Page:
Rush is the story of the rivalry between two formula-1 racers going into the 1976 season. Nikki Lauda (Daniel Brühl) is a precise austrian, fully dedicated to the mechanics of racing. On the other hand, englishman James Hunt (Chris Hemsworth) is a sexy partyboy as in love with the benefits of being a popular driver than he is of racing itself. As you can see, this story features cars, racing, violence and sex. If you say the first name that came to your mind for directing such a movie was Ron Howard, well, then you’d be lying.
Howard is most well known for being the director behind such middle-brow, by-the-numbers movies as A Beautiful Mind, Cinderella Man or The Da Vinci Code. Even when he makes good movies, like Frost/Nixon or Apollo 13, they’re far from edgy or sexy. On paper, Rush feels like a desperate attempt from Howard’s part to still be considered a relevant voice in today’s very youth-oriented cinematic landscape. A traditionally “square” director trying to be edgy is usually nothing but a recipe for disaster. What I was expecting from Rush was a movie hilariously unaware of how ridiculous its attempt at being cool were (like that time on Mad Men when Betty visited the Village, but in the 1970s). In many aspects, Rush does go for the obvious and expected choices for a movie about male rivalry and it portrays the 70s in not-so-imaginative ways (like its instagram-influenced cinematography). But the truth is that Ron Howard actually manages to embrace the playful sexiness and the raw danger of racing cars. It’s not so much that the director has proven to be sexy and edgy himself, but that he has demonstrated something I actually had been suspecting for a long time. If Ron Howard isn’t exactly an “auteur”, he is certainly a more classical type of technically efficient and serviceable director. Even if the result isn’t always good, he fully commits to the appropriate tone to the material he is working with. It just so happens that his material tends to not be very good.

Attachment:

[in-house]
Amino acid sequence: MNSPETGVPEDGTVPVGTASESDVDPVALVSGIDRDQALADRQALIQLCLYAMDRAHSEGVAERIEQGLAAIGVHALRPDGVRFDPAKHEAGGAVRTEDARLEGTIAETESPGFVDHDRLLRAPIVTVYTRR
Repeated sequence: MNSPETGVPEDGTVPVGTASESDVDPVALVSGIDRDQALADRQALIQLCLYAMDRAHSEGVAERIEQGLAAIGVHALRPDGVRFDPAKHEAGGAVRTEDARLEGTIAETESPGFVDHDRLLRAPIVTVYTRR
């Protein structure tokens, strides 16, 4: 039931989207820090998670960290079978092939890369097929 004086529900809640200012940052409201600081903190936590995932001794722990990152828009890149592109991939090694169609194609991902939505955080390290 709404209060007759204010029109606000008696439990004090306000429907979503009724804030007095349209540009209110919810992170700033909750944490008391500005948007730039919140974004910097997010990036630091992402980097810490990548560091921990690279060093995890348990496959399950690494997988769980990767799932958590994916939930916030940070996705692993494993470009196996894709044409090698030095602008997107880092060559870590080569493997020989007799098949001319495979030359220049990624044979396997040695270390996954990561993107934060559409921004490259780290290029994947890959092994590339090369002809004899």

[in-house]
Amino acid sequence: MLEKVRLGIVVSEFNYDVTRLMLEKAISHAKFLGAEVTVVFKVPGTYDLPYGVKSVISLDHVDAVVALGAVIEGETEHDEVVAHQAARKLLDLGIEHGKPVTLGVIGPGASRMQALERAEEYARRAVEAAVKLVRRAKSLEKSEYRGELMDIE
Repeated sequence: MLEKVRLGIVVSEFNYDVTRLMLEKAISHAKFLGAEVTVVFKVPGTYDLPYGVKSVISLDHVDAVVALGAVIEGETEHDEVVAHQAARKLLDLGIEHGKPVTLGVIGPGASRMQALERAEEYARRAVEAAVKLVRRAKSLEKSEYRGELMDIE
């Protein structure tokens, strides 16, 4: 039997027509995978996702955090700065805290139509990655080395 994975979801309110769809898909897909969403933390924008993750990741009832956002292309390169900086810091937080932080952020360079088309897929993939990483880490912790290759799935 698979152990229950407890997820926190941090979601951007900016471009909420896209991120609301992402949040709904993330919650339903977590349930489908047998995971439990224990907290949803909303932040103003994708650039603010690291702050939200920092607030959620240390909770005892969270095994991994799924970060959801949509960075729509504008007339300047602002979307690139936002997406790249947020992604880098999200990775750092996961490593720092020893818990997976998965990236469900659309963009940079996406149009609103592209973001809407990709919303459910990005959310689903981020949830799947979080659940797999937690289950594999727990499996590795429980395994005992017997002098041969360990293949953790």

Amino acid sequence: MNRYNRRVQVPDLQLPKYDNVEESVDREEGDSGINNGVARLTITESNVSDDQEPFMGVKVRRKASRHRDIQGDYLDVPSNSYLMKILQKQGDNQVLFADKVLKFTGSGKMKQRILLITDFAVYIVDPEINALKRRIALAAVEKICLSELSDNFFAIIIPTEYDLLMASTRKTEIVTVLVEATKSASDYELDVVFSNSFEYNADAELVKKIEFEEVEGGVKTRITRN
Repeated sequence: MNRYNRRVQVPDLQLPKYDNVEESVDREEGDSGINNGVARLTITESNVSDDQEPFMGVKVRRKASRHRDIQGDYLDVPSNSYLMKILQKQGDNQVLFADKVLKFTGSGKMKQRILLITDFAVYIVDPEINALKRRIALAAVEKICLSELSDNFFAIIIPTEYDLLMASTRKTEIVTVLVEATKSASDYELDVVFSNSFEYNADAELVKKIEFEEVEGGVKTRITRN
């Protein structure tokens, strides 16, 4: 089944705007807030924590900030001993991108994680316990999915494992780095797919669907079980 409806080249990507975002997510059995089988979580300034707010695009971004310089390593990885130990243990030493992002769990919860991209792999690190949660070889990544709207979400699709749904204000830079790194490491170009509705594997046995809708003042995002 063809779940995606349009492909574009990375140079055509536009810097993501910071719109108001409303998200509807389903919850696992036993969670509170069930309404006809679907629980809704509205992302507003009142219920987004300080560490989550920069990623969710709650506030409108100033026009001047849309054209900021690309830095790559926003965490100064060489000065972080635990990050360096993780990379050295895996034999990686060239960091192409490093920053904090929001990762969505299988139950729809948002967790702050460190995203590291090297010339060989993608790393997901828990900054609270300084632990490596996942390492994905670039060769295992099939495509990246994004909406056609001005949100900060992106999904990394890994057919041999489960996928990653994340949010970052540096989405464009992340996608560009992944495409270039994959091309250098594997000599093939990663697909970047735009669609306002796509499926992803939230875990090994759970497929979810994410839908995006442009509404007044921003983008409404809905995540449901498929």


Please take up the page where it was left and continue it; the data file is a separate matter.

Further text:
This time, the material comes not only from a historical source, but from screenwriter Peter Morgan, who is certainly familiar with this type of power rivalries having written such films as The Special Relationship, The Damned United and the Howard-directed Frost/Nixon. I’m not a fan of formula one racing. I’m actually not a big fan of sports overall, but there is no denying that there are certain narratives that arise with every sporting season of tournament. I’m always swept up by the fever that comes from the FIFA World Cup every four years, for example. The narrative around the 1979 Grand Prix, in which Richard Hunt was looking to win his first cup agains defending champion Lauda, is undoubtedly an interesting story. It isn’t much a problem, then, that Morgan has written a very familiar screenplay. It hits most of the notes you’d expect from a movie in this genre. And it features a completely unnecessary narration, which is the one movie trope that annoys me more than any other. Aside of the certainly expensive racing sequences (which are very well realized, always tense when needed), the movie feels very much like the typical HBO original movie.
That’s not to say the movie isn’t good. Quite the contrary; those movies, even if a little too familiar, tend to be very solid. And there is credit to be had by both Morgan and Howard in knowing how to milk the most tension and power out of the key scenes in the story. The true guys in charge of elevating the movie into something more than your average movie, though, are the two lead stars. Chris Hemsworth is a huge factory of charisma. At many times during the movie, James Hunt comes off as a huge asshole. His motivations are often not as clear and noble as Lauda’s (especially towards the second half), but Hemsworth knows how to play him. Even when the script goes into broader more cliched characterizations, Hemsworth knows how to make Hunt feel like a full-fledged human being. On the other hand, Daniel Brühl has pretty much the opposite task as Hemsworth. Nikki Lauda has clear motivations and towards the end a very emotional and sympathetic struggle between life as a racer and as a husband, but is such a cold and pragmatic character that it’s hard to care for him at first. Brühl, however, nails the obsessiveness and the awkwardness of the character while still managing to show the humanity within. After his amazing work in Goodbye Lenin, Inglourious Basterds and now this, I hope Brühl keeps getting great roles in the future.
More than anything, Rush is a crowd-pleaser. It’s good to go in not expecting much more than a good time at the movies. It may not be one of the year’s most profound or original films, but it’s a well-crafted film with two great performances at its center.